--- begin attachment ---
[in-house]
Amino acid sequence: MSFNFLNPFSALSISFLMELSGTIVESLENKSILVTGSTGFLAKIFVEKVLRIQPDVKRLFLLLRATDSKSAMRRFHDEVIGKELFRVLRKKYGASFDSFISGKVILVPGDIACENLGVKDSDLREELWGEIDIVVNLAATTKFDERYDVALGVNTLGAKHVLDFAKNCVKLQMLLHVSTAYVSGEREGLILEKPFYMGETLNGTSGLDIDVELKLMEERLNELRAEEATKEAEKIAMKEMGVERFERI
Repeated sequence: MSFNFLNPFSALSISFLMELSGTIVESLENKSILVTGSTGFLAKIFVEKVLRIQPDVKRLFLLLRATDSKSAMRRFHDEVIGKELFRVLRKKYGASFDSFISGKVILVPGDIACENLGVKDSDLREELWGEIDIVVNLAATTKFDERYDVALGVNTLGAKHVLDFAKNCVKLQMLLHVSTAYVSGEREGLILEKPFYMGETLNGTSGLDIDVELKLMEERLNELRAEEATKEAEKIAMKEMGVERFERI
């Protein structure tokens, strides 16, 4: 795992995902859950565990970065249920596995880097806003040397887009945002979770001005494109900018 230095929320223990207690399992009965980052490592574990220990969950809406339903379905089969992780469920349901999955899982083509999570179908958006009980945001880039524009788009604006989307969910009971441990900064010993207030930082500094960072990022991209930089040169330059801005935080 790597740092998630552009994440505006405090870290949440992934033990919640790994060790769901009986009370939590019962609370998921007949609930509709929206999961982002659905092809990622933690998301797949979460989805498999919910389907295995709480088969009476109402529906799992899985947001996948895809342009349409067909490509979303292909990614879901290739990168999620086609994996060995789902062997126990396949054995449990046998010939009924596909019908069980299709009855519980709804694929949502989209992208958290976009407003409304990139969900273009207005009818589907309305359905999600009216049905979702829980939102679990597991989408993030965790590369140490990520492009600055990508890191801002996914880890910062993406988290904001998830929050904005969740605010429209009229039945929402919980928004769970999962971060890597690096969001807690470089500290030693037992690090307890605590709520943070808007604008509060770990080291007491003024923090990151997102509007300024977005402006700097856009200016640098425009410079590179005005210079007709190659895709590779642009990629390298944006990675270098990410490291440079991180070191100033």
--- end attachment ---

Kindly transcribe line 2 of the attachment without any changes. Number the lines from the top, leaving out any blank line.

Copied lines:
Amino acid sequence: MSFNFLNPFSALSISFLMELSGTIVESLENKSILVTGSTGFLAKIFVEKVLRIQPDVKRLFLLLRATDSKSAMRRFHDEVIGKELFRVLRKKYGASFDSFISGKVILVPGDIACENLGVKDSDLREELWGEIDIVVNLAATTKFDERYDVALGVNTLGAKHVLDFAKNCVKLQMLLHVSTAYVSGEREGLILEKPFYMGETLNGTSGLDIDVELKLMEERLNELRAEEATKEAEKIAMKEMGVERFERI